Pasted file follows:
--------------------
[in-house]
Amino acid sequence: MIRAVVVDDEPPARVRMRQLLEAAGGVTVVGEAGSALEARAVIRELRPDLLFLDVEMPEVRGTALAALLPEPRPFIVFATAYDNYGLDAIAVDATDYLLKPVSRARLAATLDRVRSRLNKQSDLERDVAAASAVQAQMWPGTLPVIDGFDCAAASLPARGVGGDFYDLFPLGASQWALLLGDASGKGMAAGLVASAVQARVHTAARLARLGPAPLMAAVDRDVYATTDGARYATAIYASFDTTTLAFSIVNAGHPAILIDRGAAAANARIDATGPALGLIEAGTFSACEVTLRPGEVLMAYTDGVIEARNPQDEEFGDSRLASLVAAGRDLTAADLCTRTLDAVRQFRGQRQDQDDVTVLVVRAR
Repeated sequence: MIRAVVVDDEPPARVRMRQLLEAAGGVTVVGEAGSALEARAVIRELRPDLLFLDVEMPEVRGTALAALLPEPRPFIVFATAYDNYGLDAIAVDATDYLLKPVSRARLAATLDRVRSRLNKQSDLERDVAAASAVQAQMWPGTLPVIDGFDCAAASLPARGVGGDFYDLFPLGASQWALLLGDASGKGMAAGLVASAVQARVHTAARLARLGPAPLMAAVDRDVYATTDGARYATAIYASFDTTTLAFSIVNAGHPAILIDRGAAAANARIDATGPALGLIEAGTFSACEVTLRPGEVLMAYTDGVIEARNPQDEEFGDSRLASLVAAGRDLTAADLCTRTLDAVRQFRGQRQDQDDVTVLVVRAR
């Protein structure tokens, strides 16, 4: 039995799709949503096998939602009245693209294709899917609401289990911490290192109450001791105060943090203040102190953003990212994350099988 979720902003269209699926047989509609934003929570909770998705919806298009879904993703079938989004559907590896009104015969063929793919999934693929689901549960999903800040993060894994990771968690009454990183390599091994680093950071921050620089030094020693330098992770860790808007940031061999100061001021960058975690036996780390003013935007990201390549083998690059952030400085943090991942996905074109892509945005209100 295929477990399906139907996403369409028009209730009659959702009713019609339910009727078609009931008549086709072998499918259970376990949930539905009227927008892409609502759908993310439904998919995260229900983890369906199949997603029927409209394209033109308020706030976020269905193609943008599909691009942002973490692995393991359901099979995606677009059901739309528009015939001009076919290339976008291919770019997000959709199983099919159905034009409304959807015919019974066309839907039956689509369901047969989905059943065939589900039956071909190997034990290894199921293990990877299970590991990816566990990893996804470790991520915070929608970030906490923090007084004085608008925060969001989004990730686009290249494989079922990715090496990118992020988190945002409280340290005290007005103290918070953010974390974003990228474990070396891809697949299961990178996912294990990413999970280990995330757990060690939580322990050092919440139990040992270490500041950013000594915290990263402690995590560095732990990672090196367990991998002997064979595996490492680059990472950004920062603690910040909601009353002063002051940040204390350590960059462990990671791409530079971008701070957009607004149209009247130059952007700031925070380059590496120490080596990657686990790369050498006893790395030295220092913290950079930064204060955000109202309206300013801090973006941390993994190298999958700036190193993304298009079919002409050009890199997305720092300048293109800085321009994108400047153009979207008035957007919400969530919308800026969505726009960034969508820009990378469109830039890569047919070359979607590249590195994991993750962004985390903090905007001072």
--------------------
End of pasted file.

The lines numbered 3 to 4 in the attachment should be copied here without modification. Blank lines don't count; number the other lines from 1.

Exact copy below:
Repeated sequence: MIRAVVVDDEPPARVRMRQLLEAAGGVTVVGEAGSALEARAVIRELRPDLLFLDVEMPEVRGTALAALLPEPRPFIVFATAYDNYGLDAIAVDATDYLLKPVSRARLAATLDRVRSRLNKQSDLERDVAAASAVQAQMWPGTLPVIDGFDCAAASLPARGVGGDFYDLFPLGASQWALLLGDASGKGMAAGLVASAVQARVHTAARLARLGPAPLMAAVDRDVYATTDGARYATAIYASFDTTTLAFSIVNAGHPAILIDRGAAAANARIDATGPALGLIEAGTFSACEVTLRPGEVLMAYTDGVIEARNPQDEEFGDSRLASLVAAGRDLTAADLCTRTLDAVRQFRGQRQDQDDVTVLVVRAR
């Protein structure tokens, strides 16, 4: 039995799709949503096998939602009245693209294709899917609401289990911490290192109450001791105060943090203040102190953003990212994350099988 979720902003269209699926047989509609934003929570909770998705919806298009879904993703079938989004559907590896009104015969063929793919999934693929689901549960999903800040993060894994990771968690009454990183390599091994680093950071921050620089030094020693330098992770860790808007940031061999100061001021960058975690036996780390003013935007990201390549083998690059952030400085943090991942996905074109892509945005209100 295929477990399906139907996403369409028009209730009659959702009713019609339910009727078609009931008549086709072998499918259970376990949930539905009227927008892409609502759908993310439904998919995260229900983890369906199949997603029927409209394209033109308020706030976020269905193609943008599909691009942002973490692995393991359901099979995606677009059901739309528009015939001009076919290339976008291919770019997000959709199983099919159905034009409304959807015919019974066309839907039956689509369901047969989905059943065939589900039956071909190997034990290894199921293990990877299970590991990816566990990893996804470790991520915070929608970030906490923090007084004085608008925060969001989004990730686009290249494989079922990715090496990118992020988190945002409280340290005290007005103290918070953010974390974003990228474990070396891809697949299961990178996912294990990413999970280990995330757990060690939580322990050092919440139990040992270490500041950013000594915290990263402690995590560095732990990672090196367990991998002997064979595996490492680059990472950004920062603690910040909601009353002063002051940040204390350590960059462990990671791409530079971008701070957009607004149209009247130059952007700031925070380059590496120490080596990657686990790369050498006893790395030295220092913290950079930064204060955000109202309206300013801090973006941390993994190298999958700036190193993304298009079919002409050009890199997305720092300048293109800085321009994108400047153009979207008035957007919400969530919308800026969505726009960034969508820009990378469109830039890569047919070359979607590249590195994991993750962004985390903090905007001072």